Thursday, April 22, is Earth Day. Cities and towns across the nation and world will conduct numerous environmentally oriented programs to raise awareness of the need to “save the planet.” You, as farmers and livestock producers, have been the leading stewards of the land since long before Earth Day became cool.
You and your fellow growers represent less than 2% of the U.S. population. Yet you produce enough food and fiber to feed the entire nation and much of the hungry world. At the same time, you’re doing it while saving soil, water and using fewer chemicals.
A few years ago, Corn & Soybean Digest contributing editor Kent Thiesse, former University of Minnesota Extension educator and now vice president of MinnStar Bank, Lake Crystal, MN, pointed out how farmers care about the land by using sound conservation practices. He points out: since 1982, the soil erosion rate on U.S. cropland has been reduced by well over 40%; conservation tillage is now used on a major portion of all U.S. cropland; farm owners have enrolled tens of millions of acres in CRP; new wetlands are prevalent on farms nationwide; more than half of all U.S. producers intentionally provide habitat for wildlife; and each year farmers plant hundreds of thousands of trees through government tree planting programs.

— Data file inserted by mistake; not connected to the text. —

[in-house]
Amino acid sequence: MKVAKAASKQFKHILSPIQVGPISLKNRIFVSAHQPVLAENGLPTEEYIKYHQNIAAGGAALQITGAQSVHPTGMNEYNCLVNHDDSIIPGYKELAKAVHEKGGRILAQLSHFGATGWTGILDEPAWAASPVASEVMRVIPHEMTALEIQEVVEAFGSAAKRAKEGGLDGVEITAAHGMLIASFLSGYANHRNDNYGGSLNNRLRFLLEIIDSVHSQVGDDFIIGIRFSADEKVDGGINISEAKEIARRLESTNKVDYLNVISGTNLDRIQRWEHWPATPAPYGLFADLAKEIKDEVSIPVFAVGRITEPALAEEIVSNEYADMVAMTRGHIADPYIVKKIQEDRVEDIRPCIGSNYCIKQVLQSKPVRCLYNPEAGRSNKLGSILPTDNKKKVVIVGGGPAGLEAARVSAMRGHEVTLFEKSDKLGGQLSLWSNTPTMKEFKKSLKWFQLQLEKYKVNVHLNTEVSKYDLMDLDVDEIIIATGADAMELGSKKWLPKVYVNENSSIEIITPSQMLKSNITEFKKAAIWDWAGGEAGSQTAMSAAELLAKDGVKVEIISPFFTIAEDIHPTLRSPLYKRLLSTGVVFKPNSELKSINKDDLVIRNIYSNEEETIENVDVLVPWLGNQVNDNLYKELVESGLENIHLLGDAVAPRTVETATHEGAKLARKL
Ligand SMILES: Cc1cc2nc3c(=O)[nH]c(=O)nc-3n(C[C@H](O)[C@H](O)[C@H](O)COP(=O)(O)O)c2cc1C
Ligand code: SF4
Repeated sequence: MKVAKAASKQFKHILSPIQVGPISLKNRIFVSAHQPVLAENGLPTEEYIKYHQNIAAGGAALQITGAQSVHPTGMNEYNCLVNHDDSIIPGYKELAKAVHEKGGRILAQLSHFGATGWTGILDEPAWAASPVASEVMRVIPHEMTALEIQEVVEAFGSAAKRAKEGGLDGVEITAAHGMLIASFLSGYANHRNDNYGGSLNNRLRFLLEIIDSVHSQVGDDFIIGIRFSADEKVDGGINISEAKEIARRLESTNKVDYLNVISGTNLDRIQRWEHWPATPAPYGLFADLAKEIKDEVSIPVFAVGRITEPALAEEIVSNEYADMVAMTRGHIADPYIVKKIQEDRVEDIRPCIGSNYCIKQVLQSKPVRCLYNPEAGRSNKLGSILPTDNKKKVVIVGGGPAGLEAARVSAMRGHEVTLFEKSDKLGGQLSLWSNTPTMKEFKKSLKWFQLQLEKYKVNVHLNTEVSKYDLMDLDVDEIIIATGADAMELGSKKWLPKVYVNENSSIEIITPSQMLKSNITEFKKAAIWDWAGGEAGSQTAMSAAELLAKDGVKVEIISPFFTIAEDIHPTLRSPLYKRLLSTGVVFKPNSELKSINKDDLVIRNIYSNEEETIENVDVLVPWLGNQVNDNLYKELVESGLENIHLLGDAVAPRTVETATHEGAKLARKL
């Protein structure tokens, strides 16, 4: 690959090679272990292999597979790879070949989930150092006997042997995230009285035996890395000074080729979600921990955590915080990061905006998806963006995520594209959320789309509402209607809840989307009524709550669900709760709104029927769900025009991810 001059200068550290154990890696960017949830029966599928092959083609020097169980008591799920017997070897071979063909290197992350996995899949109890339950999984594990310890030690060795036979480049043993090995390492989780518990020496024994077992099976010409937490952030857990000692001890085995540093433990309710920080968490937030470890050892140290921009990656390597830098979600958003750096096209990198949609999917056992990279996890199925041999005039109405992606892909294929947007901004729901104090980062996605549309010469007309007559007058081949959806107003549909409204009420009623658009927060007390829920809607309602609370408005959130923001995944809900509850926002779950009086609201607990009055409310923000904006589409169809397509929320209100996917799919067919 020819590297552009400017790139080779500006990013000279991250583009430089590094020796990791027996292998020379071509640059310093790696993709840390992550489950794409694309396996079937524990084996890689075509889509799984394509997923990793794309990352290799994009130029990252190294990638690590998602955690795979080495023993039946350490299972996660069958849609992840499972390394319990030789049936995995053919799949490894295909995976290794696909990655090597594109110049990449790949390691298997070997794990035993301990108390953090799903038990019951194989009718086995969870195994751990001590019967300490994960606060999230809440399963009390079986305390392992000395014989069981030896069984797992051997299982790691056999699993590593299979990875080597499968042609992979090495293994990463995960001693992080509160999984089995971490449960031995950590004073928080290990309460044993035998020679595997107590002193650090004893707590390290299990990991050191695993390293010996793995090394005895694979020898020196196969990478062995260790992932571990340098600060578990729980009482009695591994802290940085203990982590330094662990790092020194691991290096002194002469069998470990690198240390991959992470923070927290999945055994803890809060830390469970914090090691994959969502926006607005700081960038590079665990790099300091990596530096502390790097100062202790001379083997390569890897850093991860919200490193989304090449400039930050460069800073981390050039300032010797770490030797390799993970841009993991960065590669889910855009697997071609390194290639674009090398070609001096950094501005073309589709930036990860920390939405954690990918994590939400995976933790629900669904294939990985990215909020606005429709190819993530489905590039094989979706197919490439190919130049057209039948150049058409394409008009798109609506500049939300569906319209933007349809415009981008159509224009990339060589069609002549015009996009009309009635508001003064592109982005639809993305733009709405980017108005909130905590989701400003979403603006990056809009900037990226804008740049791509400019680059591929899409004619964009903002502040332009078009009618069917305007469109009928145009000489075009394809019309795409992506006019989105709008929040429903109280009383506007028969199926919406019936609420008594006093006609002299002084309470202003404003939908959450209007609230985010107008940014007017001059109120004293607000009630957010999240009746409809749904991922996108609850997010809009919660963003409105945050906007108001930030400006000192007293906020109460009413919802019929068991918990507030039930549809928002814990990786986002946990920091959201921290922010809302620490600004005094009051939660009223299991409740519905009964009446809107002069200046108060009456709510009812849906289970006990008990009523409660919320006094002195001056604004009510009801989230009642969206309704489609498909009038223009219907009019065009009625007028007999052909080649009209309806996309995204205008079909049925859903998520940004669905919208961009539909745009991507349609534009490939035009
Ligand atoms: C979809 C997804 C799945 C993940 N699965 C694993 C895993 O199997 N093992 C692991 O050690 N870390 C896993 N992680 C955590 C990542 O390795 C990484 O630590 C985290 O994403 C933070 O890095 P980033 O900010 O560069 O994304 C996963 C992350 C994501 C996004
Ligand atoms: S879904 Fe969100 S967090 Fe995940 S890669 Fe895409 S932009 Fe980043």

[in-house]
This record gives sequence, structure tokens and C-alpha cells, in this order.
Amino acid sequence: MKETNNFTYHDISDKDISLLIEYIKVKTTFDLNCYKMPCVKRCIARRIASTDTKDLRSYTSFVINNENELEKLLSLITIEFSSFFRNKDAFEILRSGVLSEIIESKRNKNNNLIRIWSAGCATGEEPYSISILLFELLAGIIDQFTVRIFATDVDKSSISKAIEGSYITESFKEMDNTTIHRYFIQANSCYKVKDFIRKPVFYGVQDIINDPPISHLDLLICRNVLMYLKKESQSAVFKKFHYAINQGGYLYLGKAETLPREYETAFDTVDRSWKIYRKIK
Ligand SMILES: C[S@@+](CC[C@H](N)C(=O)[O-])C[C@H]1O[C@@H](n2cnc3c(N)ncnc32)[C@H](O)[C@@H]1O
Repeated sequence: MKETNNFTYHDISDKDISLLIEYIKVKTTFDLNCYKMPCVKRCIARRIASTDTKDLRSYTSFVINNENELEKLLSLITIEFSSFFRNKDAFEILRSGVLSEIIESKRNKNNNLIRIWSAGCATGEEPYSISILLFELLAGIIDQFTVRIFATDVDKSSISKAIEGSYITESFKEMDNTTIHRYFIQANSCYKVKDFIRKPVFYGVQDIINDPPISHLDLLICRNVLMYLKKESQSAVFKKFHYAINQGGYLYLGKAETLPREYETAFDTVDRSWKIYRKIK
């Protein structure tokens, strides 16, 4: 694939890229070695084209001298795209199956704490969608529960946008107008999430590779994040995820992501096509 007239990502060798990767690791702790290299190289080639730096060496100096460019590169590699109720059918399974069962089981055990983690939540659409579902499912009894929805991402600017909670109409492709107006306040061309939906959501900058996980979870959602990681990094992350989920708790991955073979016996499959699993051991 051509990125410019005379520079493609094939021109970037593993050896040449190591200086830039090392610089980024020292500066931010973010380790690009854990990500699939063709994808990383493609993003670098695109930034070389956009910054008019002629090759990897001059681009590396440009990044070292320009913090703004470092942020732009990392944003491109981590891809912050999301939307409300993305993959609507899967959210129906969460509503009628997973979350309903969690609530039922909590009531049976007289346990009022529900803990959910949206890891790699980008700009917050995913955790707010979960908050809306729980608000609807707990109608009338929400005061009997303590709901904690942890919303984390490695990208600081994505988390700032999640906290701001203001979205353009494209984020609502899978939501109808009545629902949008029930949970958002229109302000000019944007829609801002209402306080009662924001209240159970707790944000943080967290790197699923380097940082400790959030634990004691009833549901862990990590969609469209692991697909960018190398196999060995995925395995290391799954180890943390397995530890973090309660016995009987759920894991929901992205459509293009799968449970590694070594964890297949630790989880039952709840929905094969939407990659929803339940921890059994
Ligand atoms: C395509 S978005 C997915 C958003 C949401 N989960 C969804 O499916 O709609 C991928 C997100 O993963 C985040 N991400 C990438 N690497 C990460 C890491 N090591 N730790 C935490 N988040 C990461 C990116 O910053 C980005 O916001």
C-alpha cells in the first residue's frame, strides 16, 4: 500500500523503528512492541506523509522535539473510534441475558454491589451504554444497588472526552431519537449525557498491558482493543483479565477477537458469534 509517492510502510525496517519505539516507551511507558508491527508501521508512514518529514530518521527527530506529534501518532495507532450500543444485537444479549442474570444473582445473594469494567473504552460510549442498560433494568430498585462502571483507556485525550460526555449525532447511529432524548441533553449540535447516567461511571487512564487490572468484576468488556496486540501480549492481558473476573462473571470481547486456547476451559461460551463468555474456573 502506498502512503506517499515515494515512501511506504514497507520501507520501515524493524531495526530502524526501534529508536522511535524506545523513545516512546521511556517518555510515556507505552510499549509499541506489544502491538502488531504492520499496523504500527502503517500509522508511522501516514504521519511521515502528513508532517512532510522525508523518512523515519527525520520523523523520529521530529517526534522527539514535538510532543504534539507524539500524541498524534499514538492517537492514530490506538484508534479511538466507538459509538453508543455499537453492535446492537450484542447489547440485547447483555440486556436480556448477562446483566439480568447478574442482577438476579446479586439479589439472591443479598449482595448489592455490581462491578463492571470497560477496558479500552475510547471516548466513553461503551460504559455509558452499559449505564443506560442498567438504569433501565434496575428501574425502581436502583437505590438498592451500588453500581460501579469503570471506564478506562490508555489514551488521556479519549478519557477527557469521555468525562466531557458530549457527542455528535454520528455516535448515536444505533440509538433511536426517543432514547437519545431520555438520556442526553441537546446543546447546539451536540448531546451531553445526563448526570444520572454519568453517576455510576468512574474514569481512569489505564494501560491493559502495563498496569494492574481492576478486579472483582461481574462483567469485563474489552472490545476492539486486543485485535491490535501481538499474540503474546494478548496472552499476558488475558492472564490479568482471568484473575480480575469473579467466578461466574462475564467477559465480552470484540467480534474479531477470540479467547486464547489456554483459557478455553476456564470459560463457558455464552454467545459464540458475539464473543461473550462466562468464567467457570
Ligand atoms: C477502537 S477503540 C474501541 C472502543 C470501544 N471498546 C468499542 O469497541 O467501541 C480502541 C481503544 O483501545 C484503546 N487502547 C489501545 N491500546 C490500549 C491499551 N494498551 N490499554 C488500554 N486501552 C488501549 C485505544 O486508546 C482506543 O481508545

Along with CRP, there are many other state agriculture and USDA programs that assist growers in improving their soil and water conservation. Many of you likely take advantage of the Environmental Quality Incentives Program (EQIP). It provides a voluntary conservation program for farmers and ranchers that promotes agricultural production and environmental quality. EQIP offers financial and technical help to assist eligible participants install or implement structural and management practices on eligible agricultural land.
In many parts of the nation, growers regularly use erosion control programs to prevent soil from “blowing.” Wheat is among the most popular erosion-control cover crops to prevent the loss of soil in corn, soybean and cotton production. It all comes back to growers knowing that their farms can prosper only if the land is tilled (or no-tilled) in the most efficient way possible.
National Association of Wheat Growers and other agricultural commodity groups work to remind “city slickers” that tillers of the soil are also stewards of the soil. But it’s up to everyone involved in agriculture to stand up and remind others that we care about the land – that farmers and ranchers were the first “environmentalists.”
Happy Earth Day!